Training rhesus macaques to take daily oral antiretroviral therapy for preclinical evaluation of HIV prevention and treatment strategies


Autoři: Michele B. Daly aff001;  April M. Clayton aff002;  Susan Ruone aff001;  James Mitchell aff001;  Chuong Dinh aff001;  Angela Holder aff001;  Julian Jolly aff002;  J. Gerardo García-Lerma aff001;  James L. Weed aff002
Působiště autorů: Laboratory Branch, Division of HIV/AIDS Prevention, Centers for Disease Control and Prevention, Atlanta, Georgia, United States of America aff001;  Comparative Medicine Branch, Division of Scientific Resources, National Center for Emerging and Zoonotic Infectious Diseases, Centers for Disease Control and Prevention, Atlanta, Georgia, United States of America aff002
Vyšlo v časopise: PLoS ONE 14(11)
Kategorie: Research Article
doi: 10.1371/journal.pone.0225146

Souhrn

Background

Macaque models of simian or simian/human immunodeficiency virus (SIV or SHIV) infection are critical for the evaluation of antiretroviral (ARV)-based HIV treatment and prevention strategies. However, modelling human oral ARV administration is logistically challenging and fraught by limited adherence. Here, we developed a protocol for administering daily oral doses of ARVs to macaques with a high rate of compliance.

Methods

Parameters of positive reinforcement training (PRT), behavioral responses and optimal drug delivery foods were defined in 7 male rhesus macaques (Macaca mulatta). Animals were trained to sit in a specified cage location prior to receiving ARVs, emtricitabine (FTC) and tenofovir alafenamide (TAF), in a blended food mixture, which was followed immediately with a juice chaser. Consistency of daily oral adherence was evaluated in 4 trained macaques receiving clinically equivalent doses of FTC and TAF (20 and 1.5 mg/kg, respectively) in a short-term (1 month) and an extended (6 month) trial. Adherence was monitored using medication diaries and by quantifying intracellular FTC-triphosphate (FTC-TP) and tenofovir-diphosphate (TFV-DP) concentrations in peripheral mononuclear blood cells (PBMCs).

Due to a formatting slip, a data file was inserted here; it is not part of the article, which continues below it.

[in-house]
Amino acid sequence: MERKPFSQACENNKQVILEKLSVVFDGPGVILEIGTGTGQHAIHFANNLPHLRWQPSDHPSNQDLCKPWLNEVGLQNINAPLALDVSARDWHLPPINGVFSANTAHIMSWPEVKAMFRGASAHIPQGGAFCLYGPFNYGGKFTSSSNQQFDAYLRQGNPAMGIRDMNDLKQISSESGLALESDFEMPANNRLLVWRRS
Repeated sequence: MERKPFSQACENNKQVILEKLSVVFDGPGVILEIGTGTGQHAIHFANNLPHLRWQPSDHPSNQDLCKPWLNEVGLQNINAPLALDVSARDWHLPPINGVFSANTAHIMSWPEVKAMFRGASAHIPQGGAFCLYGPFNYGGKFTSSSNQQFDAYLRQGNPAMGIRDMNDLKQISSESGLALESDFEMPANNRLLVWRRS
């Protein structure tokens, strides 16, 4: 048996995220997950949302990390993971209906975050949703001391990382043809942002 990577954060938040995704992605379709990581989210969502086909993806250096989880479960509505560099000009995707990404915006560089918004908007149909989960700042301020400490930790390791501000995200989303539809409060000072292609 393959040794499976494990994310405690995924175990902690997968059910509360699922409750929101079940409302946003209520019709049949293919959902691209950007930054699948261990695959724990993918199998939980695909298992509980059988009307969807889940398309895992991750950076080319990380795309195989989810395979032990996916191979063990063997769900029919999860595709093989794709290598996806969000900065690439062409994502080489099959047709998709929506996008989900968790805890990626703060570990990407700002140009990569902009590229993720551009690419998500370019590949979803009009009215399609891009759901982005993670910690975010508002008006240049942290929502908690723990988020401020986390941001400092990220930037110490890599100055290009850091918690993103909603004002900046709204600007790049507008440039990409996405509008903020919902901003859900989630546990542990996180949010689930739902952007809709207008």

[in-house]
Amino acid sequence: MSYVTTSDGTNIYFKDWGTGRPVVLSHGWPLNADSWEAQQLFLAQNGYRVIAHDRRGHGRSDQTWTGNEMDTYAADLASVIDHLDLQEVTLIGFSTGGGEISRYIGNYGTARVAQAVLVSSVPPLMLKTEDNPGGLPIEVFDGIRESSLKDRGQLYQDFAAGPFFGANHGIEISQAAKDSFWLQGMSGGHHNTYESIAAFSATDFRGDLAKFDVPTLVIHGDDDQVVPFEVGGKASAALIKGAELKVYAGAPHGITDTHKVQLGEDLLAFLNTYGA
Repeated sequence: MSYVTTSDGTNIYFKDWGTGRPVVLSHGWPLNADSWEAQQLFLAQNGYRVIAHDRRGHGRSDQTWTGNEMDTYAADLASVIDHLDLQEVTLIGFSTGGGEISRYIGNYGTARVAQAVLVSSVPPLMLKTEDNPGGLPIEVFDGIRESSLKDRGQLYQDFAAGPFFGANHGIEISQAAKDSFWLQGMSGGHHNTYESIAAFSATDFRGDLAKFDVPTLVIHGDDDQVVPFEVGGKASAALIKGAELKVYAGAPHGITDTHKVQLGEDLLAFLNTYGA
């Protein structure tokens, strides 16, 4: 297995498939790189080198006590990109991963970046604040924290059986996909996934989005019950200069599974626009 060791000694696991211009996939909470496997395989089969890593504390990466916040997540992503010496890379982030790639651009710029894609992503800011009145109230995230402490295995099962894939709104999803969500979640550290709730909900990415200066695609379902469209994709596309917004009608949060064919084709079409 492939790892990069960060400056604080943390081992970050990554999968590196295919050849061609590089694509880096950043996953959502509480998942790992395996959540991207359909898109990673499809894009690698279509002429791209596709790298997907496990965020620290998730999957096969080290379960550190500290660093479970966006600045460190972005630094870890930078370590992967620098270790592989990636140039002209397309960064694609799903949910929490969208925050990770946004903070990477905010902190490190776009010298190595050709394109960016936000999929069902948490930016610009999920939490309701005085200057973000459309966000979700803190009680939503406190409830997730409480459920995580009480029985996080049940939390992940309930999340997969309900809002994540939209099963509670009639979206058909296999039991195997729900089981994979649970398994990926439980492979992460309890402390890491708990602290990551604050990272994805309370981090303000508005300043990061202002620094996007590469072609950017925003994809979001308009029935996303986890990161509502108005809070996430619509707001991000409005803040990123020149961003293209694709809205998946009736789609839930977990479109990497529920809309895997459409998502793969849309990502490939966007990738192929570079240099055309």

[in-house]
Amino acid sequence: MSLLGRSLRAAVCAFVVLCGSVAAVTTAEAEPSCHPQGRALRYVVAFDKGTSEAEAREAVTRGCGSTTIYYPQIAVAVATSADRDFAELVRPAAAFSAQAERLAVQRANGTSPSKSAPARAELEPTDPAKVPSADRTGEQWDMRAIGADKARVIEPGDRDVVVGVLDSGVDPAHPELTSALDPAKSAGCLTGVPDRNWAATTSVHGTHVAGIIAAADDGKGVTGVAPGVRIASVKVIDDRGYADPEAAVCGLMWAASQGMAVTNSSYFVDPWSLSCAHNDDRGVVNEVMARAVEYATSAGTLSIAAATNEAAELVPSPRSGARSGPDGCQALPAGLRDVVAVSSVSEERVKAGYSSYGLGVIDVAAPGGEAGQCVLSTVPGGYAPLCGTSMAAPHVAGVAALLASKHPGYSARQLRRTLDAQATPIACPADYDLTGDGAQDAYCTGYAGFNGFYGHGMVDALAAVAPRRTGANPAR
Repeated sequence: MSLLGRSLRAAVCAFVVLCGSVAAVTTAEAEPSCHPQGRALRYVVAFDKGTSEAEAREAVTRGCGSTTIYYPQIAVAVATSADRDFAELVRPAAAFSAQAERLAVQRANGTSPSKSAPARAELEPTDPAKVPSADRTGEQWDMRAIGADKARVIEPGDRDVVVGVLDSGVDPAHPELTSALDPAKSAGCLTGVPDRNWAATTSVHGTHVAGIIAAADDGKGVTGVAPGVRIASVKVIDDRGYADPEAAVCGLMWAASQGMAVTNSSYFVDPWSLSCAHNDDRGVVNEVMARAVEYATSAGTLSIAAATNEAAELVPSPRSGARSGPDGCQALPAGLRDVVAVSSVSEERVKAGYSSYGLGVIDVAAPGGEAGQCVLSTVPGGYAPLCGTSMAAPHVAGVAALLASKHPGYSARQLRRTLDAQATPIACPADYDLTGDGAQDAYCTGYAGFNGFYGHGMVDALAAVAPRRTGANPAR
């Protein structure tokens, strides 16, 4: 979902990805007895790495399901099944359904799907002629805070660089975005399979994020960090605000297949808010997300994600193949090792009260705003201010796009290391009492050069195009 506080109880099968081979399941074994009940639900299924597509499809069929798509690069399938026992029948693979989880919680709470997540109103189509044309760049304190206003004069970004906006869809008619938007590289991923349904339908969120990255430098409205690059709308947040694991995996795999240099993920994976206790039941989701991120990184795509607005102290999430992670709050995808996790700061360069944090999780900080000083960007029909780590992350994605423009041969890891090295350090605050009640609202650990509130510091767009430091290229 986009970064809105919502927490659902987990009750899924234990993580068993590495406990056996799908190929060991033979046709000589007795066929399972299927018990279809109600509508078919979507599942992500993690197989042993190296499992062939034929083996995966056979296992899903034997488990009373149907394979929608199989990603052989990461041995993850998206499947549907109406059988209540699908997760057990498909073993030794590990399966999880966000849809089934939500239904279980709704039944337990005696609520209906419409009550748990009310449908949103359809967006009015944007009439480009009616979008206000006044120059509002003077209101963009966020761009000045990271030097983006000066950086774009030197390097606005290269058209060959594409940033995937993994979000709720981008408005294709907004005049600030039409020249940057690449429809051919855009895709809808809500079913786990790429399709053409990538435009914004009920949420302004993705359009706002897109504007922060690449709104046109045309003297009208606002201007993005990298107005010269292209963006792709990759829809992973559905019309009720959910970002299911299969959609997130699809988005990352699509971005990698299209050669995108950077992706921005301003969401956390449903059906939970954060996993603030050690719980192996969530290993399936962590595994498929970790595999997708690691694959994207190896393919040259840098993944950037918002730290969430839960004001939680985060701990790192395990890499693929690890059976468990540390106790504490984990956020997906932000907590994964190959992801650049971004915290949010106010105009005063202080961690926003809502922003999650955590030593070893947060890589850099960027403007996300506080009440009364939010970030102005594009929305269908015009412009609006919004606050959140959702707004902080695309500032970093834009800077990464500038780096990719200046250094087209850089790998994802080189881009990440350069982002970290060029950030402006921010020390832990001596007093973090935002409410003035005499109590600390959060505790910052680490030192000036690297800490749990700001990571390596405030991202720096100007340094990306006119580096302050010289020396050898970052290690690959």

Results

Trained macaques quickly and consistently took daily oral ARVs for 1 month with an average 99.8% observed adherence. Intracellular concentrations of TFV-DP (median = 845.8 fmol/million cells [range, 620.8–1031.3]) and FTC-TP (median = 367.0 fmol/million cells [range, 289.5–413.5) in PBMCs were consistent with high adherence. Extended treatment with select subjects yielded similar observations for three months (99.5% adherence, 352/356 complete doses taken), although a sudden drop in adherence was observed after splenic biopsy surgery.

Conclusions

We demonstrate that trained macaques reliably adhere to a daily oral ARV regimen, although unexpected adherence issues are possible. Our approach, using clinical doses of oral FTC and TAF daily, further refines macaque models of HIV treatment and prevention by mimicking the human route and timing of ARV administration.

Klíčová slova:

Biopsy – Drug administration – Drug delivery – Macaque – Oral administration – Rhesus monkeys – Taste


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Článek vyšel v časopise

PLOS One


2019 Číslo 11